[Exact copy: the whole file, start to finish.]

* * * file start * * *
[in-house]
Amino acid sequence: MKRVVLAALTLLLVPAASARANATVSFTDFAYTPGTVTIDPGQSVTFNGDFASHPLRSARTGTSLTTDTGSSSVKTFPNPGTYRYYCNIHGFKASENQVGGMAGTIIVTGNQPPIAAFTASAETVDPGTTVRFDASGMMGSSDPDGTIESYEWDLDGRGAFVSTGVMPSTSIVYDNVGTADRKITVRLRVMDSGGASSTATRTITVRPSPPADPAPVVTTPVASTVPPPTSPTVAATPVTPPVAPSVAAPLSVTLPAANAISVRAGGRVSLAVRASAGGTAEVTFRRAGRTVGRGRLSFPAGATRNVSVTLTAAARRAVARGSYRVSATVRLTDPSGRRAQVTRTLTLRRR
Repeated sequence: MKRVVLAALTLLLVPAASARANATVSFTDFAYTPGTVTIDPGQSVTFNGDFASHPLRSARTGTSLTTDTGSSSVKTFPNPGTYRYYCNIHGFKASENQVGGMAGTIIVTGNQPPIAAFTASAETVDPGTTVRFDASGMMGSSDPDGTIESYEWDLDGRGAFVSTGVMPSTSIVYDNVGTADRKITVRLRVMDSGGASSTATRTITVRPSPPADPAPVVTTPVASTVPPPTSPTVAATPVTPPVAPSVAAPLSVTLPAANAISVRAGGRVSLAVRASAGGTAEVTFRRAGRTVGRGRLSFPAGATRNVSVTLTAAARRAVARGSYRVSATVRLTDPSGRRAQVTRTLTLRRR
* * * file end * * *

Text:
[in-house]
Amino acid sequence: MKRVVLAALTLLLVPAASARANATVSFTDFAYTPGTVTIDPGQSVTFNGDFASHPLRSARTGTSLTTDTGSSSVKTFPNPGTYRYYCNIHGFKASENQVGGMAGTIIVTGNQPPIAAFTASAETVDPGTTVRFDASGMMGSSDPDGTIESYEWDLDGRGAFVSTGVMPSTSIVYDNVGTADRKITVRLRVMDSGGASSTATRTITVRPSPPADPAPVVTTPVASTVPPPTSPTVAATPVTPPVAPSVAAPLSVTLPAANAISVRAGGRVSLAVRASAGGTAEVTFRRAGRTVGRGRLSFPAGATRNVSVTLTAAARRAVARGSYRVSATVRLTDPSGRRAQVTRTLTLRRR
Repeated sequence: MKRVVLAALTLLLVPAASARANATVSFTDFAYTPGTVTIDPGQSVTFNGDFASHPLRSARTGTSLTTDTGSSSVKTFPNPGTYRYYCNIHGFKASENQVGGMAGTIIVTGNQPPIAAFTASAETVDPGTTVRFDASGMMGSSDPDGTIESYEWDLDGRGAFVSTGVMPSTSIVYDNVGTADRKITVRLRVMDSGGASSTATRTITVRPSPPADPAPVVTTPVASTVPPPTSPTVAATPVTPPVAPSVAAPLSVTLPAANAISVRAGGRVSLAVRASAGGTAEVTFRRAGRTVGRGRLSFPAGATRNVSVTLTAAARRAVARGSYRVSATVRLTDPSGRRAQVTRTLTLRRR